An idiot’s guide to Google Analytics

So you’ve heard of Google Analytics, but you don’t really understand what it is, or how it works?


What is Google Analytics?

Google Analytics is a free tool that lets you monitor and analyse website traffic. It is the most widely used website statistics service globally (In 2009, 50% of websites contained some kind of traffic analysis tool. Of that 50%, 80% were using Google Analytics).

How does Google Analytics work?

Google Analytics works via a “page tag”. The page tag is called the “Google Analytics Tracking Code”, and it is a snippet of JavaScript code.

Imagine that this is that script snippet:

<script>
THIS IS THE SCRIPT
</script>

A website owner adds this code to every page of their website that they would like to track.

Here is the source code of a fictional webpage without the tracking code:

<!DOCTYPE html>
<html>
WEBSITE WEBSITE WEBSITE
WEBSITE WEBSITE WEBSITE
WEBSITE WEBSITE WEBSITE
WEBSITE WEBSITE WEBSITE
</html>

This is the source code of the same simple webpage with the tracking code added:

<!DOCTYPE html>
<html>
WEBSITE WEBSITE WEBSITE
<script>
THIS IS THE SCRIPT
</script>

WEBSITE WEBSITE WEBSITE
WEBSITE WEBSITE WEBSITE
WEBSITE WEBSITE WEBSITE
</html>

Now, when someone visits the website (and they have Javascript enabled [let’s say ~98%*]), the tracking code runs in the visitor’s browser, collects visitor data, and sends it to a Google data collection server.

The usage data is then stored in Google’s data collection server.

How can I tell if a website is using Google Analytics?

As mentioned above Google Analytics is included via a page tag. You can view the source code of any webpage on the World Wide Web using your browser. Once you are looking at the source code of a webpage, you can check for the Google Analytics code.

To do this:

  1. Load the website you want check
  2. View the source code of the webpage by pressing Ctrl + U
  3. Search the source code by pressing Ctrl + F for “analytics.js” or “ga.js” or “googletagmanager.com”

If you find “analytics.js” or “ga.js” or “googletagmanager.com” in the source code, the webpage is tracking usage with Google Analytics*.

Can I view the analytics for the website?

Access to the analytics being collected for any particular website is limited to those who have login access to the Google Analytics account.

If you are an employee of an organisation, and want access to your own organisation’s analytics, you can try asking your IT department (or whomever looks after your analytics) to grant you access. If they want to grant you access, it is an easy job.

What data does Google Analytics collect?

Google Analytics can collect a lot of data about how people use a website. At its most basic, it will collect:

  • Time of visit, pages visited, and time spent on each page of the webpages
  • Referring site details (such as the URI a user came through to arrive at this site)
  • Type of web browser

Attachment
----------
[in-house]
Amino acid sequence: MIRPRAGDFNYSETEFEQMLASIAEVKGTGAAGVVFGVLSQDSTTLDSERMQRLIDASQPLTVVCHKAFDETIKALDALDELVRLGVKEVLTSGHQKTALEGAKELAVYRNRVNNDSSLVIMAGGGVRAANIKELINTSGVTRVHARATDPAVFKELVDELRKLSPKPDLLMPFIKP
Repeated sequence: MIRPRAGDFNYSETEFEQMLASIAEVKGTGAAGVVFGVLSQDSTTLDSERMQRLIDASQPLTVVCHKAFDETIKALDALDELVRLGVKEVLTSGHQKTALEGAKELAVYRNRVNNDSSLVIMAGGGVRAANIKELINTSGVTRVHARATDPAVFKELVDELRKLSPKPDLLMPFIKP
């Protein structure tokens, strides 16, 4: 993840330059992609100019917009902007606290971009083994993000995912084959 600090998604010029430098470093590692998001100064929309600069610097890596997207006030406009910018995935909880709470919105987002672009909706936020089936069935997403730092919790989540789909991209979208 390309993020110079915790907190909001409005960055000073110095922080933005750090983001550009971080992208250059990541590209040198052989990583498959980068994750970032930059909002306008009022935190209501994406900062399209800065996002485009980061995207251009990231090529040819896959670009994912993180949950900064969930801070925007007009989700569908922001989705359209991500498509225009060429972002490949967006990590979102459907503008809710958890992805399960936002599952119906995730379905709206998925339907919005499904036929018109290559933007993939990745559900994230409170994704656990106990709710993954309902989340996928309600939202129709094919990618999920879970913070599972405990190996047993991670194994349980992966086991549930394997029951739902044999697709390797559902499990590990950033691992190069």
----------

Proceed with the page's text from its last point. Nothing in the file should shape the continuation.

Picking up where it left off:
• Type of operating system (OS)
  • Flash version, JavaScript support, screen resolution, and screen color processing ability
  • Network location and IP address.

With some custom implementation, Google Analytics can also be used to collect additional data which might include:

  • document downloads
  • clicks on links leading to external websites
  • errors when users fill out forms
  • clicks on videos
  • scroll depth
  • interactions with site-specific widgets.

Google’s latest version of Google Analytics (Universal Analytics) can be used to track even more stuff — it isn’t limited to websites. It could track:

  • app activity
  • telephone conversations
  • Point of sale transactions
  • RFID or NFC sensor activity
  • a whole lot of stuff that no one has thought of yet.

Privacy

Google Analytics Terms of Service prohibits the collection of personally identifiable data such as name, email address, or billing information.

If you are curious, you should check a website’s privacy policy to see what data they are collecting about you.

Assigning user IDs and cross device measurement

While you cannot collect personally identifiable data in Google Analytics, you can assign IDs (perhaps a customer ID) to multiple sessions across multiple devices.

From Justin Cutroni: “The User-ID value must originate from your systems. It must eventually appear in the tracking code on your site or in your app. The User-ID will then be sent to Google Analytics with each data hit.” Image from http://cutroni.com/blog/2014/04/10/understanding-cross-device-measurement-and-the-user-id/

In turn, this new Google Analytics data can then be exported and correlated back to existing customer/client data outside of Google Analytics.

For a deeper explanation of all of this stuff, check out Justin Cutroni’s Understanding Cross Device Measurement and the User-ID.

How can I stop Google Analytics collecting data about my activity?

If you want to stop websites collecting website usage data about you via Google Analytics, you can:

  1. disable cookies in your browsers
  2. disable Javascript in your browser
  3. use Google’s Opt-out browser add-on
  4. use a third-party tool such as Disconnect, Ghostery or Do No Track Me

The first two options will affect your online experience (some features or functionality may not work).

How can I start tracking users on my website?

Google Analytics is free to use. All you need are:

  1. a Google account
  2. a website to track (and the ability to add the Javascript snippet to that website)

Find out more at http://www.google.com/analytics/



Matt works at Heyday in Wellington, New Zealand.
Occasionally he tweets:
@mattlane

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